I thought Milorganite, (treated human waste), was not to be used on any food crops. It could be used on anything else, like sod fields, flower gardens, lawns and non-edible fruit bearing trees.

We've rejected shipments of produce grown in human waste from other countries -- like China. We also reject vegetables rinsed with 'Gray Water' -- a common practice in Mexico.

Sun drying human solids might kill off 98% of the harmful bacteria, but some still remain.

Also, human waste is unique among dung. They've dug up solid waste hundreds of years old from archeological sites (not fecoliths -- which is fossilized versions) and discovered if they add water, the stuff promptly starts reeking.

Considering we have around 3 or 4 million people living in the US, disposal of human waste solids is problematic, but I don't think using it as fertilizer, especially on food crops, is a good idea.

Remember Prions. Those nasty, twisted proteins that cause Mad Cow disease along with kuru-kuru, are not destroyed even by cooking and we have no vaccines or treatment for the disease they cause.

Animals infected were slaughtered and incinerated. One of the sources of contamination came from using desiccated animal tissue as a feed additive to boost protein content in commercial feeds given to food animals. That was supposed to have been stopped. Also stopped was the habit of grinding up 'waste' meat into hamburger additives, consisting of nervous tissue, like the spinal cord and brains along with certain glands. Prions tended to mainly infect those areas.

I think I'd have a problem with a farm next door that smelled like an open sewer day after day. I'd be concerned over any runoff during rain storms also.

You can mix horse manure in with clays and straw to make an organic, brick-like building material and some other animal waste can be combined with cement. However, human waste just stinks. The smell is hard to get rid of. I know of nothing it can be combined with to make a usable material.

I'm not sure if it can even be combined with coal dust and wood scraps to make fuel bricks. Cow pies and Camel dung burn readily enough to be a source of fuel, but human waste doesn't.
 
2013-06-19 01:23:04 PM

tuna fingers: 10up:
Certified Organic doesn't matter.   Local  Fecal matters.

Fixed


*snicker*
 
2013-06-19 01:30:43 PM

lack of warmth: snocone: Skeptical am I.
As a general rule, using human waste for fertilizing food crops is one of the inviolate No-Nos.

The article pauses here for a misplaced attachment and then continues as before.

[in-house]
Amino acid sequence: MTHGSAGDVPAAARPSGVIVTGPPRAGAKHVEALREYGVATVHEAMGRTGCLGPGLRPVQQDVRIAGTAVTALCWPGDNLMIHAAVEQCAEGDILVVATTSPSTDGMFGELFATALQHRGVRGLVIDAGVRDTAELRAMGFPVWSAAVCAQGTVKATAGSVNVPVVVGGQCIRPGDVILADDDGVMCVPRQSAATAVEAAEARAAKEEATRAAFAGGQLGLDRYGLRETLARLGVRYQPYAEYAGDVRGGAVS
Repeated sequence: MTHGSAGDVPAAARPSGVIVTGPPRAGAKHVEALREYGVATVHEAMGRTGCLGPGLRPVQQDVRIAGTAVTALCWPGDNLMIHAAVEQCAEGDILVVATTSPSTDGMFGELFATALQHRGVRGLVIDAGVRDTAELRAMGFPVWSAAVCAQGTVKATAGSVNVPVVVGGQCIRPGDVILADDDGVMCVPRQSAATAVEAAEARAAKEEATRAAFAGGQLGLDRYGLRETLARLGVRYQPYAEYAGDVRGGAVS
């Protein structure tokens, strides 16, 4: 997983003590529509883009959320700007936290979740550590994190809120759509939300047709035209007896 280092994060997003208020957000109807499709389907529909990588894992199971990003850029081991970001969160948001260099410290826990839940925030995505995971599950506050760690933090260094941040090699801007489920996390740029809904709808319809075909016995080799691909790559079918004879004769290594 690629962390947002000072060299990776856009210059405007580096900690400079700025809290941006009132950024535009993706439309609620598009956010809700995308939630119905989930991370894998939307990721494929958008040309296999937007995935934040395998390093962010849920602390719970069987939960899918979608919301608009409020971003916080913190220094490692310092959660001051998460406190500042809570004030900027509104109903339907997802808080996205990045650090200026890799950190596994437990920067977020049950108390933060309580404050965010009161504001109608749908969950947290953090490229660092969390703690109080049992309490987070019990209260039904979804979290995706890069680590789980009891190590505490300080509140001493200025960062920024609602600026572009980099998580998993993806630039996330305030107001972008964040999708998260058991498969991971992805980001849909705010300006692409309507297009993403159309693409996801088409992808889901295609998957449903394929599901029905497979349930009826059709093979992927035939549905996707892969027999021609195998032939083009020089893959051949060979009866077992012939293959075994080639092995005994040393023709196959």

Supposedly this stuff is composted, "a month".
Not long enough!

Get to know your spirochetes. And there are some dandy encysted baddies you will meet.

There is more steps than just composting for a month.  The drying process involves cooking it at pasteurizing temps, for one.  As well chemical treatments for good measure.  There is nothing new about human fertilizer, golf courses have been using it for years.  If you ever golfed, you have walked on human fertilizer.


Well, you have managed to invoke two idiot activities.
Golf, no one hits the damned ball back.
Human waste, not for food, ever, not even then!
There's "chit' it there not even "pasteurizing" temps save you from.

But, after a lifetime of trying to educate fools on 4 continents on the chit for profit thingie, I know where the money goes.
 
2013-06-19 01:31:49 PM
They had signs posted all over the Deschutes forest about how the trees are fertilized with people poop several years back. Kind of nasty and not something that draws the crowds to a national forest.
 
2013-06-19 01:37:15 PM
Oh, and I suppose HIS s*** doesn't stink.
 
2013-06-19 01:40:42 PM

ThreadSinger: If the regulators have done their jobs, then the processes used to converted waste into soil fortifiers will contain no more/less bacteria than is acceptable in soils to begin with.


Why do you want to jam the government's beak into everything? Do you think we can build a successful enterprise with regulators looking over our shoulders every minute? You think that will be a Job Creator? Do you want Texas to become another Socialist Satellite State? Do you hate freedom?
 
2013-06-19 01:46:38 PM

dougls_99: Soylent Green is PEOPLE!


Ha! I just watched that last night. Weird little film.

As has already been said upthread, there's a shiat-ton of stuff in human waste that I would NOT want on my food. Besides the disease risks - all the frikin medicines we as a society gobble up. Vegetables impregnated with antidepressants, oxycontin, steroids and hormones - Yum! Plus all the illegal drugs like meth and bath salts. Tasty.

/hm, I ate a tomato and now I have tits. Thanks Texas!
 
2013-06-19 02:07:14 PM
Oh great, now I not only have to worry about my produce making its own pesticides and stress responses to herbicides, I have other peoples' pharmaceutical residues in my food too. Big fan of humanure done right, but it should only be used on crops that won't enter the food web (har, har maybe biofuel crops?) or, well, if it's from hippies who don't ingest anything gross.
 
2013-06-19 02:11:48 PM
And I have never in my life smelled anything like what we've been smelling here

His shiat don't stink?
 
2013-06-19 02:15:38 PM
* and other peoples' prions and heavy metals, I am reminded by reading thread. Though from geology classes I seem to remember mumblings of plants such as tobacco and cat-tails being supposedly good at sucking up heavy metals contamination e.g. in bioremediation ponds at mine sites.
 
2013-06-19 02:31:31 PM